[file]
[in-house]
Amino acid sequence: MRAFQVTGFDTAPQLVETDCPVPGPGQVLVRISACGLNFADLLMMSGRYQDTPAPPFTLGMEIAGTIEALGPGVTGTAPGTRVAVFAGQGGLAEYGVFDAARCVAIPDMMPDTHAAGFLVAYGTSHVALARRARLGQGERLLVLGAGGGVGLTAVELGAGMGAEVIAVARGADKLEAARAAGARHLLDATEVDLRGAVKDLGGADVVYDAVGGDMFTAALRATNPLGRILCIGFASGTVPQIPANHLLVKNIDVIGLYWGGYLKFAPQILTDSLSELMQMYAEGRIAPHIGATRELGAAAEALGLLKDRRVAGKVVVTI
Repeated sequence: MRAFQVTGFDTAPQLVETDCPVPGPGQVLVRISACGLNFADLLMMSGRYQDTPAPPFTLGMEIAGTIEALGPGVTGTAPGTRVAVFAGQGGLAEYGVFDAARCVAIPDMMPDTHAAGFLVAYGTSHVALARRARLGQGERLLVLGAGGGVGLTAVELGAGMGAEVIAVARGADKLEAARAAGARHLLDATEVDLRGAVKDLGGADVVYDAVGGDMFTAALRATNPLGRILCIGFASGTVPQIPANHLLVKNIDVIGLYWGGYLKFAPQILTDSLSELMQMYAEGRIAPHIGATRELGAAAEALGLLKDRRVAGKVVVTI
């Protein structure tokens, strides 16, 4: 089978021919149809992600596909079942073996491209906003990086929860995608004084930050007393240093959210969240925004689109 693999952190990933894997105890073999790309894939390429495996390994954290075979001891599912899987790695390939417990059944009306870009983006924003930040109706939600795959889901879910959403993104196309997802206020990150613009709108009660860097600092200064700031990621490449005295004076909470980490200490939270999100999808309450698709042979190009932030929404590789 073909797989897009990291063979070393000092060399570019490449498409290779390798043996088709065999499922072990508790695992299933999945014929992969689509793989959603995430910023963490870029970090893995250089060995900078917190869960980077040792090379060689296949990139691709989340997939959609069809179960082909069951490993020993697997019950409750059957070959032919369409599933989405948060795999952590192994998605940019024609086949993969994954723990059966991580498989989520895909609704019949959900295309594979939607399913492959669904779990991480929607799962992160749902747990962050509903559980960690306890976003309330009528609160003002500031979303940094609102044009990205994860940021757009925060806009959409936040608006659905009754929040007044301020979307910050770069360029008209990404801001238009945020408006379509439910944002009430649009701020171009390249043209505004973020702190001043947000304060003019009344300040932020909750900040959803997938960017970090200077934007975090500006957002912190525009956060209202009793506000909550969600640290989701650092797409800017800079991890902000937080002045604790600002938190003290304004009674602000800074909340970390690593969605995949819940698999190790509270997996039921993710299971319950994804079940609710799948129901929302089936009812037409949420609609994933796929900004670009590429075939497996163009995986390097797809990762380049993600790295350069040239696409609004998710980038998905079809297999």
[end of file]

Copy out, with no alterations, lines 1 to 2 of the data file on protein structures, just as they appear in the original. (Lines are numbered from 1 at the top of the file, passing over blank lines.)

[in-house]
Amino acid sequence: MRAFQVTGFDTAPQLVETDCPVPGPGQVLVRISACGLNFADLLMMSGRYQDTPAPPFTLGMEIAGTIEALGPGVTGTAPGTRVAVFAGQGGLAEYGVFDAARCVAIPDMMPDTHAAGFLVAYGTSHVALARRARLGQGERLLVLGAGGGVGLTAVELGAGMGAEVIAVARGADKLEAARAAGARHLLDATEVDLRGAVKDLGGADVVYDAVGGDMFTAALRATNPLGRILCIGFASGTVPQIPANHLLVKNIDVIGLYWGGYLKFAPQILTDSLSELMQMYAEGRIAPHIGATRELGAAAEALGLLKDRRVAGKVVVTI